5 greatest calls of Gary Cohen's Mets broadcasting career

97th annual New York Baseball Writers' Dinner
97th annual New York Baseball Writers' Dinner / Mike Stobe/GettyImages
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Greatest Gary Cohen Mets calls ever No. 2: Johan Santana completes the first-no hitter in New York Mets history.

I discussed Howie Rose's call of the final out of Johan Santana's no-no here yesterday, but Gary Cohen's call of the no-hitter was just as iconic. Howie mentioned the number of games the Mets played, while Gary mentions how many years it took for the Mets to get their first no-hitter ever when he said "it has happened."

Cohen then proceeded to remind the viewers of the great pitchers that had gone through the Mets organization throughout the first half century of Mets baseball and the fact that none of them had thrown a no-hitter in a Mets uniform, until Santana, whom the Mets gave up a lot to get outside the organization. After all, the Mets were a franchise that prided itself on pitching, and their two championships revolved around young starting pitching.

Greatest Gary Cohen Mets calls ever No. 1: Endy Chavez's catch in Game 7 of the 2006 NLCS on October 19, 2006.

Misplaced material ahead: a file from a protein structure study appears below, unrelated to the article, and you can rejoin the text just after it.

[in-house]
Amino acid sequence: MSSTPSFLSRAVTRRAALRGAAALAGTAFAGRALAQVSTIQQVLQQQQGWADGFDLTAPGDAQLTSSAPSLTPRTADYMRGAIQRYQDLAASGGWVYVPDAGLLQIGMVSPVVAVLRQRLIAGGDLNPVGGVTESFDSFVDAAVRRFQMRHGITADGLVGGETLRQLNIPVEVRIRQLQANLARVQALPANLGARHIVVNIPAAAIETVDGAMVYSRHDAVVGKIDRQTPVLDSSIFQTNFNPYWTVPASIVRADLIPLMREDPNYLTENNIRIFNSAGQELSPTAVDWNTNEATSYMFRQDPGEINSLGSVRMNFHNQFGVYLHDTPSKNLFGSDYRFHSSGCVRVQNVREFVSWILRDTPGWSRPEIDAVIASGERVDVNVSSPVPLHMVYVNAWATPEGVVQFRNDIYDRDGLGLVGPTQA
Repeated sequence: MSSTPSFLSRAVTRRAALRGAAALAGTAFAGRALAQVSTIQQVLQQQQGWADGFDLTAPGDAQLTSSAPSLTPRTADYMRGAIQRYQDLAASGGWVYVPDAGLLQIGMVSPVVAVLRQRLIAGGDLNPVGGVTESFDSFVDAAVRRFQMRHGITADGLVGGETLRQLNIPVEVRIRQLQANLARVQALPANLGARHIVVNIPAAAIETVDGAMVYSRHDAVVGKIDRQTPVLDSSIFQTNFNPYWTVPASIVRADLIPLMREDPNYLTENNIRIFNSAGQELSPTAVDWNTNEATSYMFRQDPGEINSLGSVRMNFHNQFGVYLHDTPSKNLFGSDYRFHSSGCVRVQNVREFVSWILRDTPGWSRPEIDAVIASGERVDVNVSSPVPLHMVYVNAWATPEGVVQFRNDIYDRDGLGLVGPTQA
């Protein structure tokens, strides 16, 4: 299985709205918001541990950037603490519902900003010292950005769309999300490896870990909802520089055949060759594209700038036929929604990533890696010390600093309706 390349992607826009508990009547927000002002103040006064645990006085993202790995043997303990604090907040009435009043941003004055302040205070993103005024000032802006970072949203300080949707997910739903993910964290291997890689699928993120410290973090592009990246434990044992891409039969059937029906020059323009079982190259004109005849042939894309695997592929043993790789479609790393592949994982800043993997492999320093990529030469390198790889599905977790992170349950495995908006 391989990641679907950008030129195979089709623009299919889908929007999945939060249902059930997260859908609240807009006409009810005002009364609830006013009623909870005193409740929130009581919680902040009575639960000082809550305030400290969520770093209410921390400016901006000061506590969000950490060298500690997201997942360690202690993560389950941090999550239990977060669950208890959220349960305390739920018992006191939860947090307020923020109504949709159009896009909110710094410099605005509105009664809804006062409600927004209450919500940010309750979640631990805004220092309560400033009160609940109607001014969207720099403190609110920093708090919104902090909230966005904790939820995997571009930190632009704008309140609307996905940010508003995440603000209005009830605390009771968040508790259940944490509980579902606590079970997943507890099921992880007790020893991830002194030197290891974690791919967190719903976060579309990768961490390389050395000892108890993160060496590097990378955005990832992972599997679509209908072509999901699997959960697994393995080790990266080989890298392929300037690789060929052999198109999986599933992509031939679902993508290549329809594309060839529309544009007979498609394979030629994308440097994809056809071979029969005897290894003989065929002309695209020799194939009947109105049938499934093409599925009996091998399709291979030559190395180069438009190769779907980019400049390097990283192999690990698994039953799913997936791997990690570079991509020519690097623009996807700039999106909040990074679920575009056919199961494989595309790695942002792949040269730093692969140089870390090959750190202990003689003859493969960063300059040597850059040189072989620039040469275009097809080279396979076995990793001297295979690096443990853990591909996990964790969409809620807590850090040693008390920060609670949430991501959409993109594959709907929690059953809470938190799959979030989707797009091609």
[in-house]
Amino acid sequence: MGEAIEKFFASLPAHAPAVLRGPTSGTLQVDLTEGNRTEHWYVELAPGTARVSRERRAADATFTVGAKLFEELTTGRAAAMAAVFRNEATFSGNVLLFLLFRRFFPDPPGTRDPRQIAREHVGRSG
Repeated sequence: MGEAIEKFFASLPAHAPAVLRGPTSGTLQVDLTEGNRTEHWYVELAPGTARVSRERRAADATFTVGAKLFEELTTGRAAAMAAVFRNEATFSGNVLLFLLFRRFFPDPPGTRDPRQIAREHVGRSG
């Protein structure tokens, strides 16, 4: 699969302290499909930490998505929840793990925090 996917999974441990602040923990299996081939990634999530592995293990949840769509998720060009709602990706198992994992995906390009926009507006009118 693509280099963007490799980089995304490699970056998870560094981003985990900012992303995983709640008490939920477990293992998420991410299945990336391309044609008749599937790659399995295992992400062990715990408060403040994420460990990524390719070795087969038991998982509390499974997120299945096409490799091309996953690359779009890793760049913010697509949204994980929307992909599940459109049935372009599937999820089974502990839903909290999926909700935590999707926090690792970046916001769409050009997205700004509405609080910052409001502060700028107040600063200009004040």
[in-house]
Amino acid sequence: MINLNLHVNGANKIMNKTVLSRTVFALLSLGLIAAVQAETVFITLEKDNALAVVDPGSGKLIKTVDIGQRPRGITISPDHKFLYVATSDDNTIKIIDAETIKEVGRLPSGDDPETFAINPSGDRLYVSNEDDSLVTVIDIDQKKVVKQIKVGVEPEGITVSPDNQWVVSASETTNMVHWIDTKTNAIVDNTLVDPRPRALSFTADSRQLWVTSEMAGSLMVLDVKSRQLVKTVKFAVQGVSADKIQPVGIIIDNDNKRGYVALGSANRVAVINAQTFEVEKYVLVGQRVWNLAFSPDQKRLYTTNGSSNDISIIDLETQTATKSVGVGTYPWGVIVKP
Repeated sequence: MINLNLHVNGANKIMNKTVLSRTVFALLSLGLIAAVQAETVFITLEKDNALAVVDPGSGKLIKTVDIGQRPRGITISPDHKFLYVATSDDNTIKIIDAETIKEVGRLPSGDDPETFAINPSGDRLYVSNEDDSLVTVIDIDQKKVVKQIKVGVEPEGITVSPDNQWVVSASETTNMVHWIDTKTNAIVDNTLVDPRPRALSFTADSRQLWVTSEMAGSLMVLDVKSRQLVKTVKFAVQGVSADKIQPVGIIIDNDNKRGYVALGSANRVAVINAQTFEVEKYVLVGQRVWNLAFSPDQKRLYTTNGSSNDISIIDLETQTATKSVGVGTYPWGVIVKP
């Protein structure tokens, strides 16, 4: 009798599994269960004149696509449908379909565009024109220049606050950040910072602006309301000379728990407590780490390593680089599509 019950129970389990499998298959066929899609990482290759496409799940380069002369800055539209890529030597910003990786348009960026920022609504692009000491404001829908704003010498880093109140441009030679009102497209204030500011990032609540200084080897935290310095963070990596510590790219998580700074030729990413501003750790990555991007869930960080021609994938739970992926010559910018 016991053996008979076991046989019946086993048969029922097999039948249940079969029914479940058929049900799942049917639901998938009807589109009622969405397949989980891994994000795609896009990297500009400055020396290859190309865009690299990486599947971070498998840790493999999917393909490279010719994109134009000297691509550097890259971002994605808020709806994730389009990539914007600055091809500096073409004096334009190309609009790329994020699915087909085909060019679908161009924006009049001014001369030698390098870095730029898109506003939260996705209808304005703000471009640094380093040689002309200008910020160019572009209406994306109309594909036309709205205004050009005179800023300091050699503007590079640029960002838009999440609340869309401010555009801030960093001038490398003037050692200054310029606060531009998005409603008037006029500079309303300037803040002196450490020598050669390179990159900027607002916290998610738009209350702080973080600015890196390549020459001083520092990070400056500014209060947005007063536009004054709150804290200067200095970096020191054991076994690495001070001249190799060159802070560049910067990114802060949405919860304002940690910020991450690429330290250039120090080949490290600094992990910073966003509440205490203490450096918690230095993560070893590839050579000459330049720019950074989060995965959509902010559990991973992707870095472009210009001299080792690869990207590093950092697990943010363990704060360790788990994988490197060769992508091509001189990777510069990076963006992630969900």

The greatest two words in sports are "Game Seven," and it was an intense scene at Shea Stadium as a sellout crowd of over 56,000 witnessed perhaps maybe the greatest defensive play in franchise history in spots very few moments could top. Scott Rolen was at the plate for the 83-78 St. Louis Cardinals, who had a bad postseason that year, was at the plate, and smoked a pitch off Oliver Perez for what looked liked to be a two-run homer, but Endy Chavez had other ideas.

Gary Cohen understood the magnitude of what a Game 7 is supposed to be, with the seasons hanging in the balance for both teams, the pressure the Mets faced as the class of the National League that season. And at the time, everyone was convinced after Chavez's catch that the Mets would ride that to their fifth pennant ever and their second trip to the World Series in seven years.

But Yadier Molina's 9th inning, go-ahead homer, and Adam Wainwright's curveball to Carlos Beltran changed the course, and the Cardinals went on to win the World Series seven days later.